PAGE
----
Angling opportunities are an important part of the economy in southwest Wisconsin.
Casting into the future of the Driftless Area.
Carolyn Rumery Betz
The Driftless Area – that wondrous southwest part of the state left unscathed by the latest glaciation that affected most of Wisconsin – conjures up images of steep hillsides and narrow valleys, rocky outcrops and hundreds of streams. Anglers flock to the Driftless Area to cast a fly in search of the big one. The region has the highest concentration of trout waters in the Midwest.
The Department of Natural Resources owns thousands of acres of land in the Driftless Area that provide access to anglers fishing for brook trout, brown trout and smallmouth bass. The properties are spread over 23 counties and most are in narrow strips along hundreds of streams. The Department of Natural Resources owns some of these properties outright and holds easements on others.
The agency is in the process of updating its management and acquisition goals for all of these properties in one overall master plan. The plan will describe the agency's land holdings and how they are currently managed. It will also present alternative options for future land acquisition to enhance recreational opportunities. Access to waters is key to a positive fishing experience.
"This plan will be different from other master planning efforts because there are so many parcels involved," says DNR biologist John Pohlman, one of the team leaders for the planning effort.
The plan will lay out the department's future management of fishing lands as well as where efforts to provide additional public access to streams should be focused. The public is encouraged to weigh in on the various options.
"As part of the planning process, we need to learn what people are concerned about," Pohlman says. "For example, where is there demand for better public access to streams, or where should we focus in-stream habitat work? We'll incorporate those ideas into our draft plan."
The project is also unique because of its specific focus on fisheries. Long-term planning for fish management is challenging because the environment is constantly changing, from how land is used to long-term changes in the climate.
Urbanization may decrease the quality of the fisheries when water runs off parking lots, driveways and rooftops instead of sinking into the ground and replenishing the groundwater supply. Runoff water from impervious surfaces may be warmer than what cold water fish can tolerate. Soil erosion can deposit sediment on the stream bed and degrade habitat.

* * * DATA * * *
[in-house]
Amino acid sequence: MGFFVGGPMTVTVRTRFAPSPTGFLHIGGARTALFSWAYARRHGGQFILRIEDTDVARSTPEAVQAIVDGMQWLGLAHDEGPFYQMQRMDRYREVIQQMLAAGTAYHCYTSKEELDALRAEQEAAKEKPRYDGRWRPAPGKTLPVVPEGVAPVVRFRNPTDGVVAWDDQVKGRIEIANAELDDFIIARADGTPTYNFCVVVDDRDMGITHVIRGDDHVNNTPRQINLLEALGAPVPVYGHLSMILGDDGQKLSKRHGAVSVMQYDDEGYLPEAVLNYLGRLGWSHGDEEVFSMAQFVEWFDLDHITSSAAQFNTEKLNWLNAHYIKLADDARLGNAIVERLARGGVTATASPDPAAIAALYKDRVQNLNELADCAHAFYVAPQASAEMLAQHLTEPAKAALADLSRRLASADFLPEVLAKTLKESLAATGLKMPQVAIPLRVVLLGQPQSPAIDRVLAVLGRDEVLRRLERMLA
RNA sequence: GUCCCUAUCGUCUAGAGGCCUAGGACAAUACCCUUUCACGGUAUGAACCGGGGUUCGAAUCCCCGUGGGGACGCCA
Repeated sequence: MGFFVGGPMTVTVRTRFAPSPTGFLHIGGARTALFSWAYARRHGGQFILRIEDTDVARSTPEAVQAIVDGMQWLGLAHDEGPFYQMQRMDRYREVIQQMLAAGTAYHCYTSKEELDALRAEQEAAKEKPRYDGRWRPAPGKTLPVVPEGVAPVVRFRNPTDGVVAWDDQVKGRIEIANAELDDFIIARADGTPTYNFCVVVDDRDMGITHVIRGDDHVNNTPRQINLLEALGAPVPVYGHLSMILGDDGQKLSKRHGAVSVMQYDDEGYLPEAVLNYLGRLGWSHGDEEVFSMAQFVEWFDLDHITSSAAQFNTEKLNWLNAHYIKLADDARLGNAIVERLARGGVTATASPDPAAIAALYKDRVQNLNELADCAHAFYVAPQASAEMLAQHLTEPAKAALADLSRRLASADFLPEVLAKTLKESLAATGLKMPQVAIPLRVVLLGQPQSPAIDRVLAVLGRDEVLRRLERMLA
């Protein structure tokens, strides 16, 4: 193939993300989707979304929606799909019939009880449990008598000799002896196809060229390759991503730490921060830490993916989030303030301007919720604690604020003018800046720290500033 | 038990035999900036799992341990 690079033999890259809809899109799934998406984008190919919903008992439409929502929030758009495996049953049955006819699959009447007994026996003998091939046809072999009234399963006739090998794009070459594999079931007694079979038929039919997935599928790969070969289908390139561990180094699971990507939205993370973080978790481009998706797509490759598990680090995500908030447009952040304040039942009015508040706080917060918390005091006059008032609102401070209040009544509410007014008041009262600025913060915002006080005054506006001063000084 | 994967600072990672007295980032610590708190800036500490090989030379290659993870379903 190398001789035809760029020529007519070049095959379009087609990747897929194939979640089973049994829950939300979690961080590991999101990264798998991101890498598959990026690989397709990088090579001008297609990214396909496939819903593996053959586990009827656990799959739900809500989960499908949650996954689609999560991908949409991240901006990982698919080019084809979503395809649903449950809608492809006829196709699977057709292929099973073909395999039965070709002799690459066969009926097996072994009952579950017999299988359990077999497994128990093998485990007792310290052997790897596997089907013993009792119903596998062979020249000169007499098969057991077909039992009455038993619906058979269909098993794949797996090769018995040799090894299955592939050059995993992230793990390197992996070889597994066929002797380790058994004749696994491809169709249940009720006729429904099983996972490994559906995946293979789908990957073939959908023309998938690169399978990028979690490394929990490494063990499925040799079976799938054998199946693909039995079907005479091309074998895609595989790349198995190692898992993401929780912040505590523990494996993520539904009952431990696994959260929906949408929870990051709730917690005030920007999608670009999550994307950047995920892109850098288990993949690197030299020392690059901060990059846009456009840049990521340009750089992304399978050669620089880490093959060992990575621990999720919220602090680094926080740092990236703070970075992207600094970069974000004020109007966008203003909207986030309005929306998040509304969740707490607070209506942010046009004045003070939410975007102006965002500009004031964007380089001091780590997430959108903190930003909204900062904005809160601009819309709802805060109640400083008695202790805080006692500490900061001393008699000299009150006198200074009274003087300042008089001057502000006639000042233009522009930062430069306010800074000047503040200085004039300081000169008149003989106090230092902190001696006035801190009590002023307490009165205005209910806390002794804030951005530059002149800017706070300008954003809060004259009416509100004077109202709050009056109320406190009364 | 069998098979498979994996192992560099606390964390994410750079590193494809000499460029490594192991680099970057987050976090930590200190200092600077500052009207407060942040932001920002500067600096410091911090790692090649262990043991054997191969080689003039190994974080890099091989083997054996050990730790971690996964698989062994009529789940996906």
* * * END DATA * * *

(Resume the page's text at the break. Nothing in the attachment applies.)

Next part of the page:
Wisconsin's changing climate will also be taken into consideration when developing the fisheries-focused plan. Warmer air temperatures will increase water temperatures, according to DNR research biologists Matthew Mitro and John Lyons, and long-term drought may reduce cool, groundwater flow into coldwater streams.
Brook trout will be the most vulnerable to these changes because they can endure only a narrow temperature range to thrive and reproduce. In some cases, streams dominated by brook trout may shift to become brown trout streams or even smallmouth bass waters by the mid-21st century. Different fish species require different management practices.
The master plan will present some of the strategies that can be used to adapt to changing environmental conditions. These include land management practices on DNR properties such as planting tall grasses or trees to provide shade to cool surface waters.
Depending on public input and ideas, the Department of Natural Resources may propose acquiring more land to improve fish habitat, enhance ecological objectives and improve recreational uses. The agency only purchases land or easements from willing sellers and would offer a fair market value for the parcel or easement. The Department of Natural Resources pays the property taxes on land they acquire.
"We're looking forward to working with residents, the angling community, and partners like Trout Unlimited and local rod and gun clubs to help us plan for the future," says DNR fish specialist Paul Cunningham, who co-leads the project. "We all need to team up to keep one of the most unique areas of Wisconsin a place where we'll continue to love to fish."
Carolyn Rumery Betz is a natural resources educator for the Driftless Area Master Plan in the DNR"s Bureau of Facilities and Lands.